Today, Millennium doubles down on national security, supporting missions such as missile warning and missile tracking. “We’ve got a lot of adversaries trying to counter the U.S. and our allies. It’s important for us to put small satellites in space that can track those types of missile threats so that decision-makers can best defend our nation,” Kim says. (For the uninitiated, a “large” satellite might be the size of a school bus. The spectrum of “small” satellites that Millennium has launched range from the size of a Chevy Tahoe on the larger end to two shoeboxes on the smaller end.)

Though he’s an engineer by trade and education, Kim isn’t intimately involved in the day-to-day building of satellites. “You don’t want me building satellites,” he jokes. “Having an engineering background certainly helps, but my role at the company is really coming up with the vision, the strategy and developing a team that can get us to that vision.”

Also among Kim’s responsibilities as CEO is reinforcing — and living — Millennium’s corporate culture. He describes the company’s culture through its first two decades as one of speed and calculated risk-taking, combined with mutual respect and an emphasis on collaboration.

“Those are all things that were part of the Millennium culture for the first 20 years. When I came back to the company, I wanted to take it a step further,” Kim says. “I focused on aspects that enhanced the environment so people were excited to come to work every day, comfortable with bringing their full selves to work.” Kim says he strives to provide opportunities for growth on his team and to foster a culture in which his staff continue to develop themselves. “People come to Millennium and they get handed a lot of responsibility from Day One compared to our traditional counterparts, where it could take people 10 years to do the job they want. Here, they could do it in two years. We had a great culture before. Today, we’re trying to double down on it and improve it.”

Kim says he learned the importance of company culture while at Anderson.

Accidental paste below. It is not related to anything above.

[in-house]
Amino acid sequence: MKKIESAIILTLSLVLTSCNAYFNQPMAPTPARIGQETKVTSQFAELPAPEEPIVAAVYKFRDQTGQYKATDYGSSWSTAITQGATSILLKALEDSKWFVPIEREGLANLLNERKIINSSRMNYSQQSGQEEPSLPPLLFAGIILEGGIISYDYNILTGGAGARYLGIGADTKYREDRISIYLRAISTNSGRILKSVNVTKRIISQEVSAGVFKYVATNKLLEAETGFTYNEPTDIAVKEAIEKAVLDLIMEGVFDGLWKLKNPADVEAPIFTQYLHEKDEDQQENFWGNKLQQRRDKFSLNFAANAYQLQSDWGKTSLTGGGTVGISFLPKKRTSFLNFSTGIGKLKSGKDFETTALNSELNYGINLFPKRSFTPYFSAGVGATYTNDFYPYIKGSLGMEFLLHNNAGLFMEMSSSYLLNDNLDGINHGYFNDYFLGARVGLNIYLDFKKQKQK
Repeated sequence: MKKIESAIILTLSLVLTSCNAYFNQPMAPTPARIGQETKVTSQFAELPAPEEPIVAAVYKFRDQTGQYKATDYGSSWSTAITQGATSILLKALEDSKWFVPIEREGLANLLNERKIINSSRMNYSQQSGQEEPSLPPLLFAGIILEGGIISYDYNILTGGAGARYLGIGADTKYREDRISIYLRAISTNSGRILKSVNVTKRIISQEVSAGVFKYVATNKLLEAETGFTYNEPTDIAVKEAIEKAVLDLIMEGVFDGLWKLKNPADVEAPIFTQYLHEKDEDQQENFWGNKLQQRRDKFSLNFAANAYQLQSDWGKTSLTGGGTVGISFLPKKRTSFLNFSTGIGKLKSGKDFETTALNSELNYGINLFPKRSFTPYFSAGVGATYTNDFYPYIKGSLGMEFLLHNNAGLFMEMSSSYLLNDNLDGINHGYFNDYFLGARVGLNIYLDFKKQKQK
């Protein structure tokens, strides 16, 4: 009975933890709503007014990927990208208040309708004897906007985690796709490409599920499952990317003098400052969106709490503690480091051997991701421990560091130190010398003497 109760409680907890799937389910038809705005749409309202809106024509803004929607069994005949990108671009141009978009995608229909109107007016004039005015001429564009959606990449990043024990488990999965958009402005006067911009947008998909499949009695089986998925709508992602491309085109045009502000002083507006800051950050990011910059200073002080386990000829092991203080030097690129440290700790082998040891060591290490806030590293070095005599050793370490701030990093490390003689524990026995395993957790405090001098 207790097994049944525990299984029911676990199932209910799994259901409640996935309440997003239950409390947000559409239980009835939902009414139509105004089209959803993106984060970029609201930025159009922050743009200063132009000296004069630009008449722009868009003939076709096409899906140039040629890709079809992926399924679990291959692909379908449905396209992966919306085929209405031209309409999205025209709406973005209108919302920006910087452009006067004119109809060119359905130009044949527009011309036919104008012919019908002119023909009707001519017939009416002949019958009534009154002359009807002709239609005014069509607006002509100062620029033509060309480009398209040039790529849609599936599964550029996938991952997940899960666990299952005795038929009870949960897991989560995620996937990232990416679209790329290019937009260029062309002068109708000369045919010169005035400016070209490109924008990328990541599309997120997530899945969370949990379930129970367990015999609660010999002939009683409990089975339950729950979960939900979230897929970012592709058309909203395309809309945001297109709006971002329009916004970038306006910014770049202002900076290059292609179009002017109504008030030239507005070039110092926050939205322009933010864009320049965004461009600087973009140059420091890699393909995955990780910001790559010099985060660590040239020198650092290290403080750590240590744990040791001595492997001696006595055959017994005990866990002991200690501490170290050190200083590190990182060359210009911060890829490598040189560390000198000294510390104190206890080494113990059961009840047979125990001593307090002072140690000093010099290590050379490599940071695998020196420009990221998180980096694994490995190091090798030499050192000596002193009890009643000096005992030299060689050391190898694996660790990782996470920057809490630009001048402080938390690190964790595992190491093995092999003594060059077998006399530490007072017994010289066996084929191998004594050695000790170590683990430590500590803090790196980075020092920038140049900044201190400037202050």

“One of the most influential and consequential classes that I took at Anderson was Derek Alderton’s (’93) strategy class. That’s where I learned that culture is super important in making sure that your company is growing and on track.

“Another class I took that was very influential was Organizational Behaviors with Corinne Bendersky,” Kim says. “Her class taught me about organizational design. I learned that it comes down to the team that you build, the people that you recruit and the design of that organization so that you can operate efficiently and keep improving. The third influential class that I took was Entrepreneurial Finance with Bill Cockrum. Finance is the underpinning of everything at the company, so a good understanding of finance was key to my understanding of how to operate a company. I think these three things are very valuable and are the kinds of things that I’m shaping at the company, and they were introduced to me by Anderson.”

Millennium’s current focus is on developing satellites related to national security. As a result, one can’t help but wonder how Kim sleeps at night: Do the things he knows cause him to toss and turn?

“I think as long as we continue to prioritize national security, as long as there are companies like Millennium Space Systems and Boeing, we’re going to be in good shape,” Kim says, putting those fears to rest. “So I’m not losing sleep over that.

“What keeps me up at night is … I just want the company to be successful. What can I do to help our workforce be successful? What can I do to remove constraints, remove roadblocks that might keep us from being successful? How do I work with customers to make sure that we hear their feedback and keep improving and delivering on our commitments to them? At the end of the day, can we move faster as a company to deliver these national security space systems to our customers so that they can keep ahead of the threats? That’s the name of the game.”